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I read that group-16 monohalides exist in dimeric forms ex. $\ce{S2Cl2,Se2Cl2,Se2Br2}$ etc.
It also states that these dimeric halides undergo disproportionation reactions and gives an example as follows: $\ce{2Se2Cl2 -> SeCl4 + 3Se}$

Now I thought what would be the disproportion reaction if we consider the case of $\ce{S2Cl2}$ Since $\ce{S(VI)}$ is more stable than $\ce{S(IV)}$ would the disproportion reaction in case of $\ce{S2Cl2}$ yield $\ce{SCl4}$ or $\ce{SCl6}$?

EDIT: As pointed out in the comments. $\ce{SCl6}$ doesnt exist hence the same question is now considering the case of decomposition of $\ce{S2F2}$ with the essence of question still remaining the same

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    $\begingroup$ (1) Here is a different pathway for diselenium dichloride disproportionation which yields $\ce{SeX2}$ and $\ce{Se_{n}X2}$ (2) In this patent, it is mentioned "at higher temperatures, sulfur monochloride tends to disproportionate to form sulfur and sulfur dichloride" (3) SCl6 doesn't exist. $\endgroup$ May 7 at 6:26
  • $\begingroup$ Didn't consider that $\ce{SCl6}$ doesn't exist but what if we talk about $\ce{S2F2}$ ? $\endgroup$
    – Ashish
    May 7 at 6:47
  • $\begingroup$ With S2F2 you'll have a similar reaction. $\endgroup$ May 7 at 8:40
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    $\begingroup$ @Ashish Wikipedia says that it decompose to sulfur tetrafluoride ($\ce{S^{(IV)}F4}$) and elemental sulfur when heated. Also, a 1974 paper (I don't have access) suggested that it disproportionate to sulfur difluoride ($\ce{S^{(II)}F2}$) and sulfur. $\endgroup$ May 7 at 9:27
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    $\begingroup$ O.S. is a made-up concept made by humans. It does not account for stability of a particular compound. SF6 is stable not because it has sulfur in its +6 O.S. but it is due to steric reasons. Sulfur is surrounded by six fluorine atoms so it has no space for sulfur to get attacked, hence you do not see it getting hydrolyzed. This can also explain inexistence of SCl6 because you can't fit six chlorine atoms to sulfur. See Ivan's answer to get an idea. $\endgroup$ May 7 at 12:18
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Compiling my comments into an answer, sulfur monohalide disproportionate to sulfur dihalide and/or sulfur tetrahalide and elemental sulfur.

Wikipedia has the reaction:

$$\ce{2S2F2 ->[180 ^\circ C] SF4 + 3S}$$

Also, there is a reaction scheme from a 1974 entry1 which indicates formation of octasulfur and sulfur difluoride as sideproduct.

$$\ce{12S2F2 -> 3S8 + 8SF4}$$ $$\ce{8S2F2 -> S8 + 8SF2}$$

It also further noted that this disproportionation reaction is useful in the synthesis sulfur tetrafluoride and the decomposition of two moles of $\ce{S2F2}$ into one mole of $\ce{SF4}$ and sulfur yields $\pu{\Delta H^\circ = -24.6 kcal/mole}$.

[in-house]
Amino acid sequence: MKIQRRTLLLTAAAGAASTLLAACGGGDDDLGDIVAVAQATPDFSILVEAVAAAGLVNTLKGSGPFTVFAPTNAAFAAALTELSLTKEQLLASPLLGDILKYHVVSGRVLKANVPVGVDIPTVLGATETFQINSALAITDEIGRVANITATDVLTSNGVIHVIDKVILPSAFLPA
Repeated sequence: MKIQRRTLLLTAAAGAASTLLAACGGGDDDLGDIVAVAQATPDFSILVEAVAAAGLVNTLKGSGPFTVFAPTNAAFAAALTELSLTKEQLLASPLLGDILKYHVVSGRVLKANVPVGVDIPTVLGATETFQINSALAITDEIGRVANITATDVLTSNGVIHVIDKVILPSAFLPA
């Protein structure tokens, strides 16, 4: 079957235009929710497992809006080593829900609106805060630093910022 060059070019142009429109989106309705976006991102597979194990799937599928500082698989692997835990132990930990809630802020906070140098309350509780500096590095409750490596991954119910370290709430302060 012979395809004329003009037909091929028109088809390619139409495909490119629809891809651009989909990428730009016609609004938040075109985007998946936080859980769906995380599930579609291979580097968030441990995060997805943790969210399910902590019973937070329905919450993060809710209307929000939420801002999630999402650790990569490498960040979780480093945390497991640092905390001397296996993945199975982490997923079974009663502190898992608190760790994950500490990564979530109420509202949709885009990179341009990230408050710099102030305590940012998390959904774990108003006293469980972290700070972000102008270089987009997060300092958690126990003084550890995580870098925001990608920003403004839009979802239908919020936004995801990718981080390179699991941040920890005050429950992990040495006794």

Furthermore, sulfur difluoride may disproportionate to sulfur tetrafluoride and sulfur or some other oligomer/polymer of sulfur or back to sulfur monofluoride or isomerize to various sulfur compounds like $\ce{FSSF}$, $\ce{SSF2}$ or $\ce{SF3SF}$. These compounds are extremely unstable and prone to hydrolysis:

$$\ce{16SF2 -> 8SF4 + 8S8}$$ $$\ce{3SF2 -> SF4 + S2F2 isomers}$$

The stability of $\ce{SF2}$ can be considered thermodynamically. The decomposition of two moles of $\ce{SF2}$ to yield $\ce{SF4}$ and $\ce{S8}$(gas) is $\pu{-75.7 kcal/mole}$. Another reason for this decomposition is polymerization which forms new sulfur-fluorine bonds. Also, it is noted that $\ce{SF4}$ is thermodynamically unstable and disproportionate to sulfur hexafluoride and sulfur:

$$\ce{24SF4 -> 16SF6 + S8~~~~\Delta H^\circ = -62.9 kcal/mole}$$

So, sulfur compounds in these intermediate oxidation state are found to be thermodynamically unstable and it is also influenced by its kinetic stability.

Sulfur monochloride disproportionation occurs in a similar way as noted in this patent:

Elevated temperature as used herein refers to temperatures between about 75 and about 150C; and preferably between about 85 and about 138C. Higher temperatures can be used but the sulfur monochloride will tend to disproportionate to form sulfur and sulfur dichloride. lf higher amounts of sulfur in the sulfur monochloride product are not objectionable, higher temperatures can be utilized

Notes and References

  1. Advances in Inorganic Chemistry and Radiochemistry, Academic Press, 1974
  2. There is a different pathway for disproportionation of selenium monochloride/bromide where it is seen to yield $\ce{SeX2}$ and $\ce{Se_{n}X2 (n =3,4)}$ unlike the general pathway you mentioned which yields $\ce{SeX4}$ and elemental selenium. See this paper for more details.
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